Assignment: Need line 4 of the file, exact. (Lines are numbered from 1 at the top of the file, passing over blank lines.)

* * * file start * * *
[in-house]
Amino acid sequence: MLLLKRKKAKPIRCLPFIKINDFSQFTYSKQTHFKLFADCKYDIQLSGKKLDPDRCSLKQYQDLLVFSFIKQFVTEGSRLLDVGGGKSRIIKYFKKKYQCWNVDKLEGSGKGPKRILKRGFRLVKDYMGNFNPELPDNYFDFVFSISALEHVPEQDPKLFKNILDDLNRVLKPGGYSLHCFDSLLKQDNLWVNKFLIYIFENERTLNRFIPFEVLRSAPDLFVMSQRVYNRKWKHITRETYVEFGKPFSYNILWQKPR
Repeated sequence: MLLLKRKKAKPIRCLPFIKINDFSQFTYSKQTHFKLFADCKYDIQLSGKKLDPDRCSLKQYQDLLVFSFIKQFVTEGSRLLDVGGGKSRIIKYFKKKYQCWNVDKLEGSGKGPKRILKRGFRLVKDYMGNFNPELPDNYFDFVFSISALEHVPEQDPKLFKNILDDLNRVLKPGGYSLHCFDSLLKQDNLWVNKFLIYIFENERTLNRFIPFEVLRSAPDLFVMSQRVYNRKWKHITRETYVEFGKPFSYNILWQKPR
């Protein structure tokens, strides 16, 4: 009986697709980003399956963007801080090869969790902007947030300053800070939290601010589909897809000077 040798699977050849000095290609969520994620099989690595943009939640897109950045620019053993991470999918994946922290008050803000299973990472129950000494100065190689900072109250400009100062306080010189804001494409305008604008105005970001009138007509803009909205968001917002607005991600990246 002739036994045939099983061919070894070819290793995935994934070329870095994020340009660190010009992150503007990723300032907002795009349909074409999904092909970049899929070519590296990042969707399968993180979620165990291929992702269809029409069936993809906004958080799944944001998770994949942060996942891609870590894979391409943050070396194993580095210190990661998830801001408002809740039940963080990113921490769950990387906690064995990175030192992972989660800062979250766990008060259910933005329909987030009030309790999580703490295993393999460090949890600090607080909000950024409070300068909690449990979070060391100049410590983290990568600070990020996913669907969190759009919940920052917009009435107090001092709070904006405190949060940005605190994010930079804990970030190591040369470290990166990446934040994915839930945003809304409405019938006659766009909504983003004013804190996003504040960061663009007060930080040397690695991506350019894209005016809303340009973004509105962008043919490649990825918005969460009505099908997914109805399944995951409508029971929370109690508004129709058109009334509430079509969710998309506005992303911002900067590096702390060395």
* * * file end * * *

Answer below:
């Protein structure tokens, strides 16, 4: 009986697709980003399956963007801080090869969790902007947030300053800070939290601010589909897809000077 040798699977050849000095290609969520994620099989690595943009939640897109950045620019053993991470999918994946922290008050803000299973990472129950000494100065190689900072109250400009100062306080010189804001494409305008604008105005970001009138007509803009909205968001917002607005991600990246 002739036994045939099983061919070894070819290793995935994934070329870095994020340009660190010009992150503007990723300032907002795009349909074409999904092909970049899929070519590296990042969707399968993180979620165990291929992702269809029409069936993809906004958080799944944001998770994949942060996942891609870590894979391409943050070396194993580095210190990661998830801001408002809740039940963080990113921490769950990387906690064995990175030192992972989660800062979250766990008060259910933005329909987030009030309790999580703490295993393999460090949890600090607080909000950024409070300068909690449990979070060391100049410590983290990568600070990020996913669907969190759009919940920052917009009435107090001092709070904006405190949060940005605190994010930079804990970030190591040369470290990166990446934040994915839930945003809304409405019938006659766009909504983003004013804190996003504040960061663009007060930080040397690695991506350019894209005016809303340009973004509105962008043919490649990825918005969460009505099908997914109805399944995951409508029971929370109690508004129709058109009334509430079509969710998309506005992303911002900067590096702390060395």